Taliban aid crackdown spreads fear over treatment of women
The militants have demanded an end to projects helping women to be more independent and have barred female staff from entering their territory in some areas.
Washington recently lambasted the insurgents for failing to abide by a landmark deal last year that committed them to honouring a number of security guarantees.
The agreement also called for the withdrawal of foreign troops by May and paved the way for peace talks between the Taliban and the Afghan government.
The deal initially raised hopes the insurgents were open to moderating some of their hardline positions.
But people working in pockets of territory under Taliban control, primarily in northern Afghanistan, say conditions in some areas deteriorated after the US accord was signed.
- 'They're not joking at all' -
Fears are growing that the Taliban are waiting for the Americans to leave before attempting to retake the country by force and reintroduce their draconian vision for Afghan society.
The group ruthlessly oppressed women during their brief rule over the country in the 1990s, banning them from working outside the home and subjecting them to violent punishments for perceived infractions.
The jihadists have since made vague pledges to protect women's rights in Afghanistan.
But on the ground, aid groups say the group are as uncompromising as ever.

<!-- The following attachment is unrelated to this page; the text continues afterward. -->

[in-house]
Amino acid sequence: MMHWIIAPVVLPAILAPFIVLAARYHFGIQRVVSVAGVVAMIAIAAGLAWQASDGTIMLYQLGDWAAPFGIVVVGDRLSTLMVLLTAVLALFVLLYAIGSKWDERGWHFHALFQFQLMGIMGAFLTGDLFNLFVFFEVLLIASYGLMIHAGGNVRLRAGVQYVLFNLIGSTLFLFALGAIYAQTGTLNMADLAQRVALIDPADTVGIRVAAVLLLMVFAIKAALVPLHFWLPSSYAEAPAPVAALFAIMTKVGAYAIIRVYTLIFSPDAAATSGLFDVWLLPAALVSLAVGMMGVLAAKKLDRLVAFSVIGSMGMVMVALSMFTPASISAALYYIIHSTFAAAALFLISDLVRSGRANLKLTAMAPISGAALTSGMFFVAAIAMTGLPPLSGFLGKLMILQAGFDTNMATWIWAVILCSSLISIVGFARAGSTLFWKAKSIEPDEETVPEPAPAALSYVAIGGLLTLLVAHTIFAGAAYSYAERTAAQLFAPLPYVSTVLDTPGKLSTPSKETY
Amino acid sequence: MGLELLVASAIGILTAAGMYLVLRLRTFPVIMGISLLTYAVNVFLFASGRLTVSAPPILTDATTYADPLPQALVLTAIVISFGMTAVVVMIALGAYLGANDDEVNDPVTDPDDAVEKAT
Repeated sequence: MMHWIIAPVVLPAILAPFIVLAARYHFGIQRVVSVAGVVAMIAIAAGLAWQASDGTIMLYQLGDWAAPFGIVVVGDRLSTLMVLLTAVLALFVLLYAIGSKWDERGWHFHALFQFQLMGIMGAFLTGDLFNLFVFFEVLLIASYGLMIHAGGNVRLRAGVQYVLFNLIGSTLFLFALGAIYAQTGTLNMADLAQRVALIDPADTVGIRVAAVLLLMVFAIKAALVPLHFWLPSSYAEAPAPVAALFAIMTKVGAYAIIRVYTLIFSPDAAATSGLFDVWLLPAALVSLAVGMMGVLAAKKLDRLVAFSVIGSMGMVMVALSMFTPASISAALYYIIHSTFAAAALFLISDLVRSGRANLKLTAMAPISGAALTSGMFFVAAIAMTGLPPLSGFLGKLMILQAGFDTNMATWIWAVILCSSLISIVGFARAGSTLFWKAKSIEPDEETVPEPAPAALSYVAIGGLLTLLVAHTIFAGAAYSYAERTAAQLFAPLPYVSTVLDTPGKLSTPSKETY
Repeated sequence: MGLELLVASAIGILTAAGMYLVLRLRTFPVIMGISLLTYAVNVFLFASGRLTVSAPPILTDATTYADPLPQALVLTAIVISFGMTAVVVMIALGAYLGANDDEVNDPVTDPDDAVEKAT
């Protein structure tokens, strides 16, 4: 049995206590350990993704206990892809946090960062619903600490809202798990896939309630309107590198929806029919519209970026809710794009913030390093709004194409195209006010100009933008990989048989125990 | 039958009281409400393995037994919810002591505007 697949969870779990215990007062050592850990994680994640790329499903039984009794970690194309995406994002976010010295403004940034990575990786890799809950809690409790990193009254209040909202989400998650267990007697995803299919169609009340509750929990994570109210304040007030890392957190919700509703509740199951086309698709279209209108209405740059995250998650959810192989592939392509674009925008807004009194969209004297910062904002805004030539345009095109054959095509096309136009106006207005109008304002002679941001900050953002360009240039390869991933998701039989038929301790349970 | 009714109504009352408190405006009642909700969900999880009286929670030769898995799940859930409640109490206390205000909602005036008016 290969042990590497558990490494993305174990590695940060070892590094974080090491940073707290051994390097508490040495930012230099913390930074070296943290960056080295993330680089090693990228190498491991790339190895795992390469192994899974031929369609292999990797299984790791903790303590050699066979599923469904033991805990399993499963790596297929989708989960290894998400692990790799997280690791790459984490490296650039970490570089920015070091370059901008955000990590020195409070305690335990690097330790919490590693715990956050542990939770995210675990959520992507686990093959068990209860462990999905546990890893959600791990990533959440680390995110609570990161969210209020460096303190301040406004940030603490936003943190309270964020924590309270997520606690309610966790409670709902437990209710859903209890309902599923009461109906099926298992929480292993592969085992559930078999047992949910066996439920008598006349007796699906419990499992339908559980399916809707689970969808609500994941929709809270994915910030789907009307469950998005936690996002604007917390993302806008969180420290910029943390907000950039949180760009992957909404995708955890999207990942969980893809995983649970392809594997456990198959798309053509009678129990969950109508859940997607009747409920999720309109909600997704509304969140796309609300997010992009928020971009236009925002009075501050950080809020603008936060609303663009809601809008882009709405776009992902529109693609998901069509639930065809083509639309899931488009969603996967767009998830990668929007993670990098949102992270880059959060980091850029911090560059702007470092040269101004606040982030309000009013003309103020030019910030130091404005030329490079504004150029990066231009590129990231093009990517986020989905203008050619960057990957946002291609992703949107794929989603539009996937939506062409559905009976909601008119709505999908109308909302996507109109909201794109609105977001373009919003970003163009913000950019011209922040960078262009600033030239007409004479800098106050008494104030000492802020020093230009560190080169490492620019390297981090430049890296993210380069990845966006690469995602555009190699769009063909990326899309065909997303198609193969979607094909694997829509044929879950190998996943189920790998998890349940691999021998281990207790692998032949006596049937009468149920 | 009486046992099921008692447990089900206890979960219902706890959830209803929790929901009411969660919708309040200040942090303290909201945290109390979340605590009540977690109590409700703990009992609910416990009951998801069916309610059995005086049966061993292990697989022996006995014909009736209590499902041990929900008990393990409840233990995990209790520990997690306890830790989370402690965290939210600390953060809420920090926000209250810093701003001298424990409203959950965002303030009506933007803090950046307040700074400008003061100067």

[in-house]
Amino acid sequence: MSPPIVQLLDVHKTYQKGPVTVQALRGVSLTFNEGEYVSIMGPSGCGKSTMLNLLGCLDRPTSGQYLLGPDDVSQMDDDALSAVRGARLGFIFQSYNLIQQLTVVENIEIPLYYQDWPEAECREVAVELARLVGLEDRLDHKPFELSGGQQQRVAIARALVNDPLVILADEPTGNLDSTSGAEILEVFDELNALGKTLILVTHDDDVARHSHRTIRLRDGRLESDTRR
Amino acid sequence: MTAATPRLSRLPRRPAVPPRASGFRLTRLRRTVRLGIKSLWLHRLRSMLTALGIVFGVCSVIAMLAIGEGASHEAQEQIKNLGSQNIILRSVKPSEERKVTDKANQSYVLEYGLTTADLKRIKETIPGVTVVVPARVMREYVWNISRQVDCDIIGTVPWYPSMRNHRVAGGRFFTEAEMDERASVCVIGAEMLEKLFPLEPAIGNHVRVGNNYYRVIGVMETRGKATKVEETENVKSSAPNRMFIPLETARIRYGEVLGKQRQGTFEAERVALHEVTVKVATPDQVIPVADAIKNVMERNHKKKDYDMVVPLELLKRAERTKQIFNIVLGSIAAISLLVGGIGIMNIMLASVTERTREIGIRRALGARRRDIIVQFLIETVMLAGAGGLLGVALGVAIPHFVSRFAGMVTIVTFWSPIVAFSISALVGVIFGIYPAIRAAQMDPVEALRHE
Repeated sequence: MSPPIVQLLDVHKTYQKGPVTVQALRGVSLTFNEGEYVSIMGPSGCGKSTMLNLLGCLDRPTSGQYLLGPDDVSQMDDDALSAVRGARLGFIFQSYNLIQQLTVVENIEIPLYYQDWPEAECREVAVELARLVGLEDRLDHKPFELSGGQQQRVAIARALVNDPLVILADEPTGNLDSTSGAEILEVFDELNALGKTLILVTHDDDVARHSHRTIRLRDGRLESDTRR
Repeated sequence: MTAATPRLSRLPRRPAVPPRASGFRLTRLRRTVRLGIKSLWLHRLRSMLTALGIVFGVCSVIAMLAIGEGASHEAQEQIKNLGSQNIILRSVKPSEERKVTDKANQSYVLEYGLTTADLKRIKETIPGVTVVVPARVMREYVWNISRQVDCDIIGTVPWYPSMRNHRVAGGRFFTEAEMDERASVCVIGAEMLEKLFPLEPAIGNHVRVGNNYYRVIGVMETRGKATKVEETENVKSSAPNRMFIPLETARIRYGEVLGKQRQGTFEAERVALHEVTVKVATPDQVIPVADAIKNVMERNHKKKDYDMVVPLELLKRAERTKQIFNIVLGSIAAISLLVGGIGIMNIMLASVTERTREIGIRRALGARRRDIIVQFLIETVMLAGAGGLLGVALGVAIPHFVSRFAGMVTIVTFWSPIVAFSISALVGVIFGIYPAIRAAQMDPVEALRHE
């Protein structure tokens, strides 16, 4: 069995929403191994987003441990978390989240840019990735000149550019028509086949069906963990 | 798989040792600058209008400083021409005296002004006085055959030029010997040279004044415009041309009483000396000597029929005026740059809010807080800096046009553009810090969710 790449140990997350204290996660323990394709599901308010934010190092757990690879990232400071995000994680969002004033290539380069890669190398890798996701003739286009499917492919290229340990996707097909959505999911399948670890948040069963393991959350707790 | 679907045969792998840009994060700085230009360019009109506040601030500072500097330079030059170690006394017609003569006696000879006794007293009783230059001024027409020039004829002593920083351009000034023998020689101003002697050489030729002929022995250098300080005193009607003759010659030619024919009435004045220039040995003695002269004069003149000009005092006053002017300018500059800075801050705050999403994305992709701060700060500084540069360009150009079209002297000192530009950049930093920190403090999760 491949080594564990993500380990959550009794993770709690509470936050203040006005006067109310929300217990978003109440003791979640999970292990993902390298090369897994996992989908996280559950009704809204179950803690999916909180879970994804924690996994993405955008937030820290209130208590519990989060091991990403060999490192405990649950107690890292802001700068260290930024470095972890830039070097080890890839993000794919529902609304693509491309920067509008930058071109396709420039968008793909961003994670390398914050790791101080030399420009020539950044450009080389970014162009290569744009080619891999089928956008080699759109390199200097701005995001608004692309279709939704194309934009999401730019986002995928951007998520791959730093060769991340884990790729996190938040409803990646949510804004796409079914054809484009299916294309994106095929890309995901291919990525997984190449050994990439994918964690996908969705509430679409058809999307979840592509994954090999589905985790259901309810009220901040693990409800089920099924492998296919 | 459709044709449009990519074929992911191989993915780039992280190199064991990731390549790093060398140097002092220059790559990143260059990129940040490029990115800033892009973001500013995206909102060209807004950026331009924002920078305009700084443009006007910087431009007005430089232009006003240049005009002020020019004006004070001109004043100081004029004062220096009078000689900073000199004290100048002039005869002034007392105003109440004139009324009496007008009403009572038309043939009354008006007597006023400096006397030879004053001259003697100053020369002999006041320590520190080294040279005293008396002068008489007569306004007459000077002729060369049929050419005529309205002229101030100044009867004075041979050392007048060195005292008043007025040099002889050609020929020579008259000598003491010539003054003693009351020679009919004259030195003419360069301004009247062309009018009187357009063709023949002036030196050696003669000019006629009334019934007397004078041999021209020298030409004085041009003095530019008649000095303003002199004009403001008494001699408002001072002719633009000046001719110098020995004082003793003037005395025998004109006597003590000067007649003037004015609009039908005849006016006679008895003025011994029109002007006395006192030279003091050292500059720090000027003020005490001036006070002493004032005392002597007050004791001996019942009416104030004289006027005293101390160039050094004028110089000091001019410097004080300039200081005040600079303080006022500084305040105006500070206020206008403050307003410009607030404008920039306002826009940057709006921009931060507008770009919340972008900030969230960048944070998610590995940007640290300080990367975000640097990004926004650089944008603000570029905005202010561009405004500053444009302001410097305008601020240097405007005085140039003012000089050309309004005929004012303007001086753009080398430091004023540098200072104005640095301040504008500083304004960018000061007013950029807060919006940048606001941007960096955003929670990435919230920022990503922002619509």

Some say their work is unravelling after years of building up delicate relationships with the insurgents to reach impoverished Afghan women and girls.
Pressure against these kinds of programmes are not new, but are becoming "a lot more official and widespread", a senior humanitarian aid manager said.
"Aid workers and the relief they provide seem to have fallen in the crosshairs of the Taliban's attempts to portray themselves as a governing entity," said International Crisis Group analyst Andrew Watkins.
- 'We take blood on our hands' -
Another group said they had been forced to send only male staff to oversee certain projects in Taliban areas.
"They said they won't have access so there's no point of having someone sit in the office," said the staff member who was working for the organisation.
"We do not use the terms 'human rights' or 'women's rights' because they are sensitive words," said one aid worker.
Others say travel has become increasingly dangerous and they risk getting caught in firefights, with the Taliban engaged in fierce battles with Afghan security forces over territory.
"When we travel, we take blood on our hands," another aid worker told AFP. "Because we are usually (caught) in crossfire."